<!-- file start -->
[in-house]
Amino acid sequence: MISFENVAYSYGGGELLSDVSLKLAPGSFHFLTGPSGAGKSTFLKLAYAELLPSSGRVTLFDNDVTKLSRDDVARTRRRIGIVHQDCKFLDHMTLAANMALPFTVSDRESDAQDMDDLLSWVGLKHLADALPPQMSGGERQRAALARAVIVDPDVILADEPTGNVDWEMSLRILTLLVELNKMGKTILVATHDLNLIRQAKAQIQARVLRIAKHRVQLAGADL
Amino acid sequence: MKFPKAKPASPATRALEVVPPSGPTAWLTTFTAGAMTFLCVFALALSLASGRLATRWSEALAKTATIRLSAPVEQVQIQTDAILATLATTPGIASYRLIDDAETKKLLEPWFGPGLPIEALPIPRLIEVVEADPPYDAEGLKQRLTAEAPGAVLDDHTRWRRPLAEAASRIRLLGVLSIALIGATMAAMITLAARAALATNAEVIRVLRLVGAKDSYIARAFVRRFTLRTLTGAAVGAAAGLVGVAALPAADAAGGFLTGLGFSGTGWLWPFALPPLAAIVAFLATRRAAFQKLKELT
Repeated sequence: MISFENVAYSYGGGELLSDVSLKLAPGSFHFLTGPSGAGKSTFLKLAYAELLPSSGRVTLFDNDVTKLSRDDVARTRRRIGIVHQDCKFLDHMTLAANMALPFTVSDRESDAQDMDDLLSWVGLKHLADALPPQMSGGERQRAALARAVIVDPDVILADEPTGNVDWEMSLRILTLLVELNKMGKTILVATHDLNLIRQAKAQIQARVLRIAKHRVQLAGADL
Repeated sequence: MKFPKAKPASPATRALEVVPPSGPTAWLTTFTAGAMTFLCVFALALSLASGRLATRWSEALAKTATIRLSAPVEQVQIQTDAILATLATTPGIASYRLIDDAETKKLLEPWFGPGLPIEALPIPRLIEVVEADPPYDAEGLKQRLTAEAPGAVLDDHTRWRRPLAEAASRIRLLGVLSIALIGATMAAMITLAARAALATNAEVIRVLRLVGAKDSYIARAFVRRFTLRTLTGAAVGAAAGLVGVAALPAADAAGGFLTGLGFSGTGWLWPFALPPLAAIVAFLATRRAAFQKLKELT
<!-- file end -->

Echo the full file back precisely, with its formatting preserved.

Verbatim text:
[in-house]
Amino acid sequence: MISFENVAYSYGGGELLSDVSLKLAPGSFHFLTGPSGAGKSTFLKLAYAELLPSSGRVTLFDNDVTKLSRDDVARTRRRIGIVHQDCKFLDHMTLAANMALPFTVSDRESDAQDMDDLLSWVGLKHLADALPPQMSGGERQRAALARAVIVDPDVILADEPTGNVDWEMSLRILTLLVELNKMGKTILVATHDLNLIRQAKAQIQARVLRIAKHRVQLAGADL
Amino acid sequence: MKFPKAKPASPATRALEVVPPSGPTAWLTTFTAGAMTFLCVFALALSLASGRLATRWSEALAKTATIRLSAPVEQVQIQTDAILATLATTPGIASYRLIDDAETKKLLEPWFGPGLPIEALPIPRLIEVVEADPPYDAEGLKQRLTAEAPGAVLDDHTRWRRPLAEAASRIRLLGVLSIALIGATMAAMITLAARAALATNAEVIRVLRLVGAKDSYIARAFVRRFTLRTLTGAAVGAAAGLVGVAALPAADAAGGFLTGLGFSGTGWLWPFALPPLAAIVAFLATRRAAFQKLKELT
Repeated sequence: MISFENVAYSYGGGELLSDVSLKLAPGSFHFLTGPSGAGKSTFLKLAYAELLPSSGRVTLFDNDVTKLSRDDVARTRRRIGIVHQDCKFLDHMTLAANMALPFTVSDRESDAQDMDDLLSWVGLKHLADALPPQMSGGERQRAALARAVIVDPDVILADEPTGNVDWEMSLRILTLLVELNKMGKTILVATHDLNLIRQAKAQIQARVLRIAKHRVQLAGADL
Repeated sequence: MKFPKAKPASPATRALEVVPPSGPTAWLTTFTAGAMTFLCVFALALSLASGRLATRWSEALAKTATIRLSAPVEQVQIQTDAILATLATTPGIASYRLIDDAETKKLLEPWFGPGLPIEALPIPRLIEVVEADPPYDAEGLKQRLTAEAPGAVLDDHTRWRRPLAEAASRIRLLGVLSIALIGATMAAMITLAARAALATNAEVIRVLRLVGAKDSYIARAFVRRFTLRTLTGAAVGAAAGLVGVAALPAADAAGGFLTGLGFSGTGWLWPFALPPLAAIVAFLATRRAAFQKLKELT